Saturday, September 19, 2009

"Let me carry that for you"

I used to think that Sherpas were only there to help mountaineering expeditions. I used to think that in Garhwal, a district that prided itself on literacy, all young boys would be going to school. And I used to hope that things don’t change too much in the tourist-friendly Himalayas.

We were walking to our hotel in Gangotri, getting ready to check out. Just as we reached the hotel, I felt a tap at my knee. A small boy asked, “Kuch samaan utanekho hai Kya?”. (“Do you have anything that needs carrying?”)

All across this part of the Himalayas, Sherpa porters can be seen. They are men who carry a cord of rope with a leather strap in the middle with them wherever they go. The strap goes over their forehead as they bear heavy loads and shuffle along slowly. They can be seen lounging in clusters while they wait for jobs. Short, thin muscular men, wearing Nepali caps and smoking beedis, their easy smiles revealing rotting teeth.

Sometimes, it seems that the reason to travel is not to gaze at pretty snow-clad mountains but to observe the things that aren’t mentioned much.

I saw these human porters carrying everything on their backs. Sets of bricks, bags of cement, boxes of merchandise and worst of all, red cooking gas cylinders. (Those cylinders are so heavy that even moving them a few inches is difficult.) Apparently the going rate for one load was Rs 30 (US $0.60).

And in Yamunotri, these Sherpa porters carry visitors in a basket strapped to their backs for a distance of 6 kilometers uphill – a task that takes 2 to 3 hours for which they earn Rs 200 (US$4.00). These porters weren't doing too well.

And now here was a little boy, definitely not yet ten years old, who was offering to carry my bags. He knew when the check out time at the hotel was, and had showed up right outside the reception area. Instinctively, I said no. We had just a small day pack with one change of clothes and 2 bottles of water. More important, how could I possibly let a boy who was half my height carry my bag for me?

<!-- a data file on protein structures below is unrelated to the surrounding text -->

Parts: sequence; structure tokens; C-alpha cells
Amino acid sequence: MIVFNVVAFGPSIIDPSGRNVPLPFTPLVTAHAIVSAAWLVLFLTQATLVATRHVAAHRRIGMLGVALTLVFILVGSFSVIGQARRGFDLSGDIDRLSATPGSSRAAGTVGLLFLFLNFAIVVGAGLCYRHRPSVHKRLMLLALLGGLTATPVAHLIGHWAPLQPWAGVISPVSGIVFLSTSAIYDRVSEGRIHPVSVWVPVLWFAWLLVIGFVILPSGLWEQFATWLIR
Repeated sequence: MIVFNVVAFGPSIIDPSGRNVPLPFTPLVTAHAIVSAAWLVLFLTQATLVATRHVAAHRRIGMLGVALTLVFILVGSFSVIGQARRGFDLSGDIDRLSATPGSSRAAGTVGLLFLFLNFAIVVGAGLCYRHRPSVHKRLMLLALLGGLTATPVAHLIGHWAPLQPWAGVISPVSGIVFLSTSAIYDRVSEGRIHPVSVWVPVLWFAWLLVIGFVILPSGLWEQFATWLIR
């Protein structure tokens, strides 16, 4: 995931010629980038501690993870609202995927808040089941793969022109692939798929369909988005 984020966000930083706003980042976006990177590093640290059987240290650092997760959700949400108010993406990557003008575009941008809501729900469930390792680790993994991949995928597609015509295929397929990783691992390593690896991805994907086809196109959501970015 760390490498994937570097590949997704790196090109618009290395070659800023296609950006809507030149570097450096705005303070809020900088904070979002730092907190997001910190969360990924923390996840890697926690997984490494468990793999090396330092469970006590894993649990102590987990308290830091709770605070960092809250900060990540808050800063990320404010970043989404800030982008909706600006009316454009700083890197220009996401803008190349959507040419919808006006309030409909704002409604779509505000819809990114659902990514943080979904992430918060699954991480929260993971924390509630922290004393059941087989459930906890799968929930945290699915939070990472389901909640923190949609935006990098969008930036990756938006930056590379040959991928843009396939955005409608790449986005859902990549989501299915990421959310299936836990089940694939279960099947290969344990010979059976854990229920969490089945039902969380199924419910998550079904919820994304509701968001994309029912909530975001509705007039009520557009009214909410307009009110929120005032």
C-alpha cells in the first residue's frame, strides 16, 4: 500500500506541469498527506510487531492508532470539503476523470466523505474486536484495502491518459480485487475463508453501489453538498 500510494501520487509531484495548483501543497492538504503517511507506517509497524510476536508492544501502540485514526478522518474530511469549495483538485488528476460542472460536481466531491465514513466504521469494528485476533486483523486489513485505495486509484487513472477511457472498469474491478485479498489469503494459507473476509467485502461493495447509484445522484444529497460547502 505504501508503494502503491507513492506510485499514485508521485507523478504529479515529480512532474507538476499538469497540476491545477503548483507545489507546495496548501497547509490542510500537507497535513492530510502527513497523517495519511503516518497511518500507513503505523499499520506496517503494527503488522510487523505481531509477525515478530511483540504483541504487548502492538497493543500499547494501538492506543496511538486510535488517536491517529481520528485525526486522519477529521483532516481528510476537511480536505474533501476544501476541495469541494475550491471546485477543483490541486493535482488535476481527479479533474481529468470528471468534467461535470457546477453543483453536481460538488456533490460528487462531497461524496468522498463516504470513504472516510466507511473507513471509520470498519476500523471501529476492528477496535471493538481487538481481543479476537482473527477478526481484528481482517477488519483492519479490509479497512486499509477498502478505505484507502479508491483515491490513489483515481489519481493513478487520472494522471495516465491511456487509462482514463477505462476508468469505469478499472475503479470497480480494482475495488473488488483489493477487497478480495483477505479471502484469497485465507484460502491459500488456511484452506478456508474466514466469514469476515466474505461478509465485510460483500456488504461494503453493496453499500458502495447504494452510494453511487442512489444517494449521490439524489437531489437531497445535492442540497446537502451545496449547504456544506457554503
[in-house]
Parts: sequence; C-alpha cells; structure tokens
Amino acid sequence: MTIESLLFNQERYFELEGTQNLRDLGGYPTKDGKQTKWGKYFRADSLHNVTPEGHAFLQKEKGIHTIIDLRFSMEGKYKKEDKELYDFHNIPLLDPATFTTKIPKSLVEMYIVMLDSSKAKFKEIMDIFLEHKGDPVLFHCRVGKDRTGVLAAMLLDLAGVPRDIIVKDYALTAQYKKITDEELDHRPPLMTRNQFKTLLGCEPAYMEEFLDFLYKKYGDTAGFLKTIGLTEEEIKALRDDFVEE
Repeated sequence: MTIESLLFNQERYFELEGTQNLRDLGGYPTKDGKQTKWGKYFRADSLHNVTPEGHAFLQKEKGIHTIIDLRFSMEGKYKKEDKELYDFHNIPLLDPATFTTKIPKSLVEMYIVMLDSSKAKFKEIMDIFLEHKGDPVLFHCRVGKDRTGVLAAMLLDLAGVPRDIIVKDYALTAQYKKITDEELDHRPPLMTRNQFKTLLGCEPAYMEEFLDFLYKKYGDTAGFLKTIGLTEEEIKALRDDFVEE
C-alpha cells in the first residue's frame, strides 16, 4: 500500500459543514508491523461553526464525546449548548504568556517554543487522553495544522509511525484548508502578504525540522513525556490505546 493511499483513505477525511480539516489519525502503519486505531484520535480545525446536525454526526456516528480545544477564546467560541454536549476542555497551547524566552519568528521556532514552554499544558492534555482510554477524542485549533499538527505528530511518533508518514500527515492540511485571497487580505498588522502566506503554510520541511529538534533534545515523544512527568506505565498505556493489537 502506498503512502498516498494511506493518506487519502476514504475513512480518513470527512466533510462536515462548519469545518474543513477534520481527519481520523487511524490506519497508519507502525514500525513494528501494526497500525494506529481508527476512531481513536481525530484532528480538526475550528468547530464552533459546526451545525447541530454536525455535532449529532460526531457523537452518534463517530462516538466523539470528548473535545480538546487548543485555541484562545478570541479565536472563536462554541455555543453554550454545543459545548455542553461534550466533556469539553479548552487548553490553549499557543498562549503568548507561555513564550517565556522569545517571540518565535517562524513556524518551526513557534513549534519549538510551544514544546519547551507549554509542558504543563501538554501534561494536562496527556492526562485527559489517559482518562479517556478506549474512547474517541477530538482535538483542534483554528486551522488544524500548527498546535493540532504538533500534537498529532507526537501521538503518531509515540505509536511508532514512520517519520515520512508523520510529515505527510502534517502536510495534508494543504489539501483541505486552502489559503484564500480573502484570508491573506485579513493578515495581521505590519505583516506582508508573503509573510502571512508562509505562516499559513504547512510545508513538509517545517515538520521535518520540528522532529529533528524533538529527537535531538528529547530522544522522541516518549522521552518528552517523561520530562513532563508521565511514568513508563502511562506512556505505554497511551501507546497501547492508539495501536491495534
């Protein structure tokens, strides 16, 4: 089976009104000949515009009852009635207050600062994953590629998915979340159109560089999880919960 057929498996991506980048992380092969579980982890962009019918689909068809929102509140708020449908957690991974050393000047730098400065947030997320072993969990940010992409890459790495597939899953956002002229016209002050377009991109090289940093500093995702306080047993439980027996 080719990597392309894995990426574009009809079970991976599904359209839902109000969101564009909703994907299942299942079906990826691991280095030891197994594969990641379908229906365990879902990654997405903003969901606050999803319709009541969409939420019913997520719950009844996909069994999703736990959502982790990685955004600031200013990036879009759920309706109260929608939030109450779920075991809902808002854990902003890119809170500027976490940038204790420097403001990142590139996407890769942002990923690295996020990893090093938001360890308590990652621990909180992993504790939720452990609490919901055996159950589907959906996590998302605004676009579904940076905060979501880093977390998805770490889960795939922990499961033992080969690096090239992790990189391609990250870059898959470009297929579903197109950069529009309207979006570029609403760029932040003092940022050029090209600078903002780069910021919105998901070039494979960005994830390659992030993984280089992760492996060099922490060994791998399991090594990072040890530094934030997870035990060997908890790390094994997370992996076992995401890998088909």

I am always looking for simple explanations, but I could find none for why these Sherpa porters existed at all. Why have humans lugging loads when big lorries (trucks) and smaller tempos and bicycles are available for transporting goods? And in looking for pat answers, I guessed the only role models that the boy had must be porters themselves.

That boy lingered in my thoughts for a long time. He looked to be eight years old. He should have been in school. I felt bad about denying him some quick money. Perhaps I shouldn’t have said no so hastily. But then, I realized that I would be encouraging him. If I gave him money today, he would be back tomorrow to ask another visitor. What was easy money when you were little would soon become a way of life.

Much as I would love for things to remain the same, I hope the Sherpa porters find some other line of work. And I hope that truant boys start going back to school and don’t ever aspire to grow up to become Sherpa porters.


  1. Jagdish Bhagwati the economist, spent some time thinking about the issue. If we make child employment illegal it would make things worse - thats the conclusion of he reached, if I remember right.

    The alternative that he goes to school simply doenst exist in most places. In most places schools provide nothing and is a waste of time. So next time some kid wants to carry your bags, pay him double. Thats the least of all evil choices available in this terrible situation, I think.

    These types of analyses are really hard to undertake analytically and heart wrenching to assimilate. But the marginal impact of your action on convincing the kid to go to school is zero. The marginal impact of a little bit more cash is higher. So thats my theory anyway.

  2. @Arvind,

    I agree that the marginal impact of my convincing anyone to go to school would be zero.

    But rather than pay the kid double, perhaps I could give something to the overall betterment of schools/education, hoping for a trickle down. Very weak, I know, but I still can't come to terms with encouraging kids by paying them.